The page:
Accepting Christians Who Disagree With Us (Pt. 1)
May 24, 2020 Speaker: Series: Conscience & The Overlapping Authority of the Church and the State
Passage: Romans 14:1–12
Big Picture: Both “strong” and “weak” Christians need to stop condemning each other because it is the Lord, and he alone, who has the right to assess the believer’s status and conduct.
“Conscience” definition: Conscience is our consciousness – our awareness, our sense - of what we believe is right and wrong. The word does not appear in Romans 14, but the concept does. The word “conscience” appears in 1 Corinthians 8, in a similar situational context.
Twelve principles on how to disagree with other Christians in disputable matters (J.D. Crowley)
- Accept those Christians whose faith is weak and who disagree with you on disputable matters (14: 1-2).
- Those who have freedom of conscience must not look down on those who don’t (3-4).
- Those whose conscience restricts them must not be judgmental towards those who have freedom (3-4).
- Each believer must be fully convinced of their position in their own conscience (5).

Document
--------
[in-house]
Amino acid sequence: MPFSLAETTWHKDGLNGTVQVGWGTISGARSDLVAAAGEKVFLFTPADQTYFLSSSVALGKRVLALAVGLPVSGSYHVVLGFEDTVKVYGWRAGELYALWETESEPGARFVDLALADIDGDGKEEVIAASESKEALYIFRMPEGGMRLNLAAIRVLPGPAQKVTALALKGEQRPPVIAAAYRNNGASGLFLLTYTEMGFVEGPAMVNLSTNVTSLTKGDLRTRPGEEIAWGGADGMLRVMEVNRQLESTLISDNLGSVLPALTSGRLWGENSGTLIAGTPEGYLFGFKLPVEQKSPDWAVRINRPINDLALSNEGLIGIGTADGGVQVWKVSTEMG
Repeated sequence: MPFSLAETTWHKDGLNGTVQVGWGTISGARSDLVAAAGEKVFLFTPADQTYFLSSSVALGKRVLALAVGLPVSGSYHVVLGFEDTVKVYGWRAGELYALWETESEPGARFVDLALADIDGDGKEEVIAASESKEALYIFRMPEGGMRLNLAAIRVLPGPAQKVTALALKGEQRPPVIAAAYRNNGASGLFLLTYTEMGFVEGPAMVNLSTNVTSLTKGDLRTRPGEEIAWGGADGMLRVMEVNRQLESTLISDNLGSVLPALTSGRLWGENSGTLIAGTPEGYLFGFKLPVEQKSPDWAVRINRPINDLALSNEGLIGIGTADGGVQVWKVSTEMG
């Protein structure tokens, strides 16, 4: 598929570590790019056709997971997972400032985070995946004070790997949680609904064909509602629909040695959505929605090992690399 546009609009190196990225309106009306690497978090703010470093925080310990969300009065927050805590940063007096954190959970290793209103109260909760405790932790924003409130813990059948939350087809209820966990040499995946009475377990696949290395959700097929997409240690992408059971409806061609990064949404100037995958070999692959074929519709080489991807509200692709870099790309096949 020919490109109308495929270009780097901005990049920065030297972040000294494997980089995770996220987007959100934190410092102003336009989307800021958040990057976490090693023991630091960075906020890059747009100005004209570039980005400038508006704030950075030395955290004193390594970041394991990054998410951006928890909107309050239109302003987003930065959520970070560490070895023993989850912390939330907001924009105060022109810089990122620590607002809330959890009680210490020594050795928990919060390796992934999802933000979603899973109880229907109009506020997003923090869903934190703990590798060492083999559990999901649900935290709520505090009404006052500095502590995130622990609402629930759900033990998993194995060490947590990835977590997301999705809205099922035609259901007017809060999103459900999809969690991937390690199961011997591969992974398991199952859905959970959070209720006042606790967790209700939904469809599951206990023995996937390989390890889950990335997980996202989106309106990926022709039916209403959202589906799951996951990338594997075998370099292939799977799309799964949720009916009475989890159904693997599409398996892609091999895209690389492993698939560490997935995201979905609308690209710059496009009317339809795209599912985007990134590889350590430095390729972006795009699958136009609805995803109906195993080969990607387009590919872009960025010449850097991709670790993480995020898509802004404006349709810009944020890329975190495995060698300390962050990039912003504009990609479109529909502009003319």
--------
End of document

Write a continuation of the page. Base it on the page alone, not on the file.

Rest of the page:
- Assume that others are partaking or refraining for the glory of God (6-9).
- Do not judge each other in these matters because we will all someday stand before the judgment seat of God (10-12).
- Your freedom to eat meat is correct, but don’t let your freedom destroy the faith of a weak brother or sister (13-15).
- Disagreements about eating and drinking are not important in the kingdom of God; building each other up in righteousness, peace, and joy is the important thing (16-21).
- If you have freedom, don’t flaunt it; if you are strict, don’t expect others to be strict like you (22a).
- A person who lives according to their conscience is blessed (22b-23).
- We must follow the example of Christ, who put others first (15:1-6).
- We bring glory to God when we accept one another as Christ has accepted us (7).
Definition of legalism: “The tendency to regard as divine law things which God has neither required nor forbidden in Scripture, and the corresponding inclination to look with suspicion on others for their failure or refusal to conform.” (Sam Storms)
How to become a legalist (Mark Driscoll)
- Make rules outside the bible
- Push yourself to try to keep those rules
- Castigate yourself when you don’t keep those rules
- Become proud when you do keep the rules
- Appoint yourself judge over other Christians
- Get angry with Christians who break your rules, or who have different rules.
This short sermon series is indebted to Andy Naselli’s excellent book “Conscience: What It Is, How To Train It, And Loving Those Who Differ.”
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